Canada is currently negotiating a comprehensive economic trade agreement with the European Union to increase the volume of trade and business occurring between Canada and Europe. During these negotiations, the Europeans have asked Canada to update its intellectual property laws bringing them in line with those in Europe. This includes:
a) extending the term of patent protection for drugs that get mired down in the regulatory approval process;
b) increasing the term of data exclusivity from 8 to 10 years;
c) changing the notice of compliance regulations to permit innovators the right of appeal even if the generic manufacture obtains a notice of compliance.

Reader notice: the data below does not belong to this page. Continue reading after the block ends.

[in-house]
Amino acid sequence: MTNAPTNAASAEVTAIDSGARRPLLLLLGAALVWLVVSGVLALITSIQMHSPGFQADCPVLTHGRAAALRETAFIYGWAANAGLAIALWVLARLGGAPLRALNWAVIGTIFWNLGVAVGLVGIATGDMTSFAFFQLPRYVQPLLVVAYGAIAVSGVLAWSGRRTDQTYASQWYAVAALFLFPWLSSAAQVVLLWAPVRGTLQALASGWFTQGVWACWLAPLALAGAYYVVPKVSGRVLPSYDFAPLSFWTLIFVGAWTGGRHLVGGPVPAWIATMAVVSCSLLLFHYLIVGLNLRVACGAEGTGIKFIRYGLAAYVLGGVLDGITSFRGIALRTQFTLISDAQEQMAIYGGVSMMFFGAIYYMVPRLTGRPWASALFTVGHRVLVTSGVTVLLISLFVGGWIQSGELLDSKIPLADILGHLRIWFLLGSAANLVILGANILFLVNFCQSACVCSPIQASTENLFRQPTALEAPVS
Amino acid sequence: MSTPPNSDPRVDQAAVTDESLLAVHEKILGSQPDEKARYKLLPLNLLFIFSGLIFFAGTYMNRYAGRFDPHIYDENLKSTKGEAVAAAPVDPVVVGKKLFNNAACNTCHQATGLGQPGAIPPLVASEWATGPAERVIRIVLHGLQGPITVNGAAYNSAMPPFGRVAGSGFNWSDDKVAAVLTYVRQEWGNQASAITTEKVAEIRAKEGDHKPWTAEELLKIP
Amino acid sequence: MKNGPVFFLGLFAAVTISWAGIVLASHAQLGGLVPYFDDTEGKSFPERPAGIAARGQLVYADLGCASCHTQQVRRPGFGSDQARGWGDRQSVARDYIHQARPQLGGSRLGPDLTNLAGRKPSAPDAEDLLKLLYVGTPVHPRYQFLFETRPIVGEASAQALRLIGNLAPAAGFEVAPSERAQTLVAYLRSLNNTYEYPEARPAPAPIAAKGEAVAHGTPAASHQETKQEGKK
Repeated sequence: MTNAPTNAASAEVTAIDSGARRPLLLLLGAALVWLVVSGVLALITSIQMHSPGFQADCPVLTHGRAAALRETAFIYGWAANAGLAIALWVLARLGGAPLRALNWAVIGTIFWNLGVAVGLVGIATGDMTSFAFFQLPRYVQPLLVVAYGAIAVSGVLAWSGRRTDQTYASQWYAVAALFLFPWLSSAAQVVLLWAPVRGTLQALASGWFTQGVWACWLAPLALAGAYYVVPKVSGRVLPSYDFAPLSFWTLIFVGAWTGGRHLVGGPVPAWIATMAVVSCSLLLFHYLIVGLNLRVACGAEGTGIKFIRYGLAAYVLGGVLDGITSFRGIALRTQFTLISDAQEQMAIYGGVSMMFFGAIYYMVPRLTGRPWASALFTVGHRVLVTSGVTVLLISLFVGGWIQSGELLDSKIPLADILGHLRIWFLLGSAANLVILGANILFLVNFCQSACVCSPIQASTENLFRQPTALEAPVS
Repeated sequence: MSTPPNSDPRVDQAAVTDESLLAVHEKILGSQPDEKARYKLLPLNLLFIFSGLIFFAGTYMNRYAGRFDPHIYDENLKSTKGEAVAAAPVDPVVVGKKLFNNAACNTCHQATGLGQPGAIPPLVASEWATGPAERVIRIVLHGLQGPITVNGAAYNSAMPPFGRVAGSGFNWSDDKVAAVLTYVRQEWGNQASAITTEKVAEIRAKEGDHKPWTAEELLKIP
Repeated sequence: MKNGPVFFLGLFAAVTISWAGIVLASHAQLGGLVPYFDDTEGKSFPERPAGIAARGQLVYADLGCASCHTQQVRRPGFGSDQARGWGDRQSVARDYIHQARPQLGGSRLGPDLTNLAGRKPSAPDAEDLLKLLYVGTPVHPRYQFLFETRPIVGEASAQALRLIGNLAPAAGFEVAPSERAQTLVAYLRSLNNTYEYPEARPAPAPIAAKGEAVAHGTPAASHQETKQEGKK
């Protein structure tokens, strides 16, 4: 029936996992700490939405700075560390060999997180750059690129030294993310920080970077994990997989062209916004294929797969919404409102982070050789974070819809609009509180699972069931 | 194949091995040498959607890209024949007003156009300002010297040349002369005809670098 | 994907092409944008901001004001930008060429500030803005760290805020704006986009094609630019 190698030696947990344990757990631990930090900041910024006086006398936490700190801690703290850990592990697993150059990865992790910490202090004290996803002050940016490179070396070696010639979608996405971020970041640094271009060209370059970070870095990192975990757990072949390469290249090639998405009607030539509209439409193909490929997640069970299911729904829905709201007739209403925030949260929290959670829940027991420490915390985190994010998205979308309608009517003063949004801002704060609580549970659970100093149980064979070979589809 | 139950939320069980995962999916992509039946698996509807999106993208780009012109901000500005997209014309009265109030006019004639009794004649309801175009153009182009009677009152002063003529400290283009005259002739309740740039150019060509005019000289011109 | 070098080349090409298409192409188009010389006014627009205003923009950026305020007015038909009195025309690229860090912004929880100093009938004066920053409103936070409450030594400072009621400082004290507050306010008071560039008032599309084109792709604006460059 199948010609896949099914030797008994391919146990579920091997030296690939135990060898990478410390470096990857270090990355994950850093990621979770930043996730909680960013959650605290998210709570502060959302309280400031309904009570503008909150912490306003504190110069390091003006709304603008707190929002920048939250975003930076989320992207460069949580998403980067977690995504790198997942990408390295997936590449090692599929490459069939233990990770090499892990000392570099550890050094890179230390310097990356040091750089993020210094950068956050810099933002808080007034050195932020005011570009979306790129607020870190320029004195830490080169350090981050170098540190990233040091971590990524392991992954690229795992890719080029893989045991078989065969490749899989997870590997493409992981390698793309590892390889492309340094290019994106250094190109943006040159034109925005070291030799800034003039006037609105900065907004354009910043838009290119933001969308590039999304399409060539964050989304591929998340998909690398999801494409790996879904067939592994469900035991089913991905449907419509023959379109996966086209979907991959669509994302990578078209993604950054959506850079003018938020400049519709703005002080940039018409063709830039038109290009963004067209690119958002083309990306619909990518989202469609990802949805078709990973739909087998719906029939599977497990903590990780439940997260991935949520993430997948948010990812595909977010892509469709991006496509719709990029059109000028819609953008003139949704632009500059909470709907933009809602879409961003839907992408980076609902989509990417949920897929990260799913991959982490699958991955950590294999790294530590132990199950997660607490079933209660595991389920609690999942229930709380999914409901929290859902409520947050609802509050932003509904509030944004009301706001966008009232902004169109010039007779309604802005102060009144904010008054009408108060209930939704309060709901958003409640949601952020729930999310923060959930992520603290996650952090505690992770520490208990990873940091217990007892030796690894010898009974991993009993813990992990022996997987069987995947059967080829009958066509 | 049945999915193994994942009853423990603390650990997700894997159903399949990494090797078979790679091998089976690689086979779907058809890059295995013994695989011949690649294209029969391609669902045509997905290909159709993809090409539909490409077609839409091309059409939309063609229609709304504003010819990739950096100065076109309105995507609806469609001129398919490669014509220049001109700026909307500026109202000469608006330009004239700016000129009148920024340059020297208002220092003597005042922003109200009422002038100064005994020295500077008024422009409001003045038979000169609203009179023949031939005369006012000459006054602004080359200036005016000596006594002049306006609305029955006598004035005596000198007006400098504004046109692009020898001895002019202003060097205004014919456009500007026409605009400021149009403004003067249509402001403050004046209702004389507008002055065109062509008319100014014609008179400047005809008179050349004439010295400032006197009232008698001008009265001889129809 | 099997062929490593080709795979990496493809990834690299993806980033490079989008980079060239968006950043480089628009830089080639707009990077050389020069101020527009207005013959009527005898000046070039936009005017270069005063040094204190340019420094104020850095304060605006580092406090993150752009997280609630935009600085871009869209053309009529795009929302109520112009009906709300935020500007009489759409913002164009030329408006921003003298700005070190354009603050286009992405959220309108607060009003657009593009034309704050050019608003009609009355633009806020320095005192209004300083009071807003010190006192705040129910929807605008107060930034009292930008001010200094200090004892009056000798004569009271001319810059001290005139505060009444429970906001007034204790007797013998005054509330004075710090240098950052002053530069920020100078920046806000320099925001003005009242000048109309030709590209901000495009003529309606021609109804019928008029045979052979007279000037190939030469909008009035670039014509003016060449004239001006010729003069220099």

These proposals are support by some Canadians who feel that Canada has lagged behind the rest of the world in updating patent laws resulting in a substantial lose of investment in the Canadian research and development sector. This, however, has been challenged by the organization that represents Canadian generic manufacturers who have commissioned a study that suggests updating Canada’s patent laws will increase the cost of brand-name drugs in Canada. Supporters of the European trade agreement respond that the cost of brand drugs in Canada are very reasonable and until very recently Canada had some of the highest generic prices in the world.
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